[FOM] methodological thesis

Studtmann, Paul pastudtmann at davidson.edu
Wed Apr 30 10:11:29 EDT 2008

Just two quick questions about this thesis.  How would you formalize the concept of philosophical progress?  If the concept of philosophical progress cannot be properly formalized, does it not follow by your thesis that your thesis does not represent philosophical progress?

Paul Studtmann
From: fom-bounces at cs.nyu.edu [fom-bounces at cs.nyu.edu] On Behalf Of Harvey Friedman [friedman at math.ohio-state.edu]
Sent: Tuesday, April 29, 2008 1:13 PM
To: fom
Subject: [FOM] methodological thesis

I would like to discuss a methodological issue related to philosophy.

THESIS. Suppose that a philosophical paper P, in any part of
philosophy, consisting of informal prose, without new formalisms or
new theorems or new formal conjectures, represents intellectual
progress. Then there exists a paper Q with the following properties.
1. Q focuses on associated new formal definitions, new formalisms, new
formal conjectures, and new theorems.
2. Q has a relatively small amount of informal prose.
3. Q can be written using the current level of practice in formal
methods and foundational thinking.
4. P is fully subsumed by Q.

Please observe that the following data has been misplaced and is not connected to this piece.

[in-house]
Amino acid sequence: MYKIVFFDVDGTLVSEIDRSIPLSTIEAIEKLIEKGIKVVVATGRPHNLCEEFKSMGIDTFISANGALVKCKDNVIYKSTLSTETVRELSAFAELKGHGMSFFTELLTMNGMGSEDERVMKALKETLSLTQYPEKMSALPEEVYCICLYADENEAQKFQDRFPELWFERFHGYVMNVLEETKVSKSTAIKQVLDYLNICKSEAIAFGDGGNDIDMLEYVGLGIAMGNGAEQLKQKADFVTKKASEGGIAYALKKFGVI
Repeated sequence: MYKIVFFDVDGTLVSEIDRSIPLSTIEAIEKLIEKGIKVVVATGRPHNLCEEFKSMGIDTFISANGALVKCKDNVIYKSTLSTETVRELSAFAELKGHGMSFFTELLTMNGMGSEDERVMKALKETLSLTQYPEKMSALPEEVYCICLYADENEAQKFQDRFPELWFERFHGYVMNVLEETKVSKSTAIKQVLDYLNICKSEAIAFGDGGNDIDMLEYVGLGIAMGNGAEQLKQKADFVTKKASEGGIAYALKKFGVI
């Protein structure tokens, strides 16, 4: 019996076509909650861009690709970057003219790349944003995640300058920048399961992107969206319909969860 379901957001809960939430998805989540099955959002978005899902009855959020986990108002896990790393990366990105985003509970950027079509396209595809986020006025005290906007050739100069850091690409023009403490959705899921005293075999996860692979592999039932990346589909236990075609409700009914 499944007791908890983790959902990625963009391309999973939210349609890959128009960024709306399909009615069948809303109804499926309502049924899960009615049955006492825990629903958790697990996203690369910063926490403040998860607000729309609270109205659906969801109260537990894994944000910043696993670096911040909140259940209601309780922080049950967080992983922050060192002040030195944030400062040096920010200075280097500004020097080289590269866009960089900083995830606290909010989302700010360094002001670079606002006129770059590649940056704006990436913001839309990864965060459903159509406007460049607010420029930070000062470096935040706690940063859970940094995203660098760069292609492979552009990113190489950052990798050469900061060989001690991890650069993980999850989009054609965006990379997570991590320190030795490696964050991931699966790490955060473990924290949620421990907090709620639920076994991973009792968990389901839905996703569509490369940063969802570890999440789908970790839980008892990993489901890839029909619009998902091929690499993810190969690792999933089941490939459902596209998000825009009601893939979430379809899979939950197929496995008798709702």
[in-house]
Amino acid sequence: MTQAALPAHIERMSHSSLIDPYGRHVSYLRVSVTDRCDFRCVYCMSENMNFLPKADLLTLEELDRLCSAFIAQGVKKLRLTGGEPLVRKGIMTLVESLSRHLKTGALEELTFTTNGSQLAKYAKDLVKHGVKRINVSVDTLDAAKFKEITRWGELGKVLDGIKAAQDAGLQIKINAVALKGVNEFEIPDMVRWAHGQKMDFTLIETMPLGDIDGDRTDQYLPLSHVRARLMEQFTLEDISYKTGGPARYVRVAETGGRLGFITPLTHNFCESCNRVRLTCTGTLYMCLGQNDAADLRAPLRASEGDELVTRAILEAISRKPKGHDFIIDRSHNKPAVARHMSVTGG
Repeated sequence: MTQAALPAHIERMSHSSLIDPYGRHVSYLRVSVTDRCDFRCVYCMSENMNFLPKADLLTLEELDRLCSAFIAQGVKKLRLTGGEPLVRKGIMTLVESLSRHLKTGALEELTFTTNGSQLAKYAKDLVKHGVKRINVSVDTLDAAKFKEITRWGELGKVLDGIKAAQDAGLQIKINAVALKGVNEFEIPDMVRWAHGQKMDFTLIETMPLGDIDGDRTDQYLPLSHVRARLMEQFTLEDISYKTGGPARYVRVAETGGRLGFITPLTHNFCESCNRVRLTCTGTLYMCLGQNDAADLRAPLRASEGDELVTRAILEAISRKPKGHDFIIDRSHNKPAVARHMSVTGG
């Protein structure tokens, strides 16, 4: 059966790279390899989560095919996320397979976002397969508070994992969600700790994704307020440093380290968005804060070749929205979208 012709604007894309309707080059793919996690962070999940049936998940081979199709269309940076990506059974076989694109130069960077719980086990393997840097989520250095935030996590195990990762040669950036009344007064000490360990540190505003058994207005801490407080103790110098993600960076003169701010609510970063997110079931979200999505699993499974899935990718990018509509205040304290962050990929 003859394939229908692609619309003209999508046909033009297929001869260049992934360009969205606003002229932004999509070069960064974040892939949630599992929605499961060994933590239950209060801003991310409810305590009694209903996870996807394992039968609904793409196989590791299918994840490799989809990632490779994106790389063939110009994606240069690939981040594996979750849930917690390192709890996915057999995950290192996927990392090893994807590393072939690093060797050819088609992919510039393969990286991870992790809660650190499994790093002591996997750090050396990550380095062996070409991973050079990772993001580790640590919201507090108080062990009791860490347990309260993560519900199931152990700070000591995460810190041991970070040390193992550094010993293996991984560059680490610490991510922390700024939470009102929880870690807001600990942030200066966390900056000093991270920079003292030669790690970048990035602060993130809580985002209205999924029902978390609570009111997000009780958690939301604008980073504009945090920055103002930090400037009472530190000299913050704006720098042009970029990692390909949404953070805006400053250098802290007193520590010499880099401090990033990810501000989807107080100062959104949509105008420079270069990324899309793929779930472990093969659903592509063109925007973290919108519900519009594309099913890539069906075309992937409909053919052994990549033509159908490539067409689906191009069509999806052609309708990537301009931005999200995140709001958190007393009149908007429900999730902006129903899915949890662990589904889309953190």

Note that this THESIS is subtly different from the stronger THESIS
that I am *NOT* putting forward: that formal methods are applicable to
every problem in philosophy.

Basically, I am saying that philosophical progress of any real kind is
always followed, or is realistically follow-able, by formal, or
formally systemized, progress.

Most philosophers believe (or would believe if they looked into it)
that what I do is not philosophy. On the contrary, what I do is
appropriately viewed as philosophy of type Q, that subsumes any type P
philosophy that does or could have preceded it.

In other words, I omit writing the P papers, keeping their essence in
my head, to be used to create Q papers. Only the Q papers are then

Proposed COUNTEREXAMPLES to this thesis would be greatly appreciated.
The challenge to me would be to subsume the proposed P paper into the
subsuming Q paper.

Harvey Friedman

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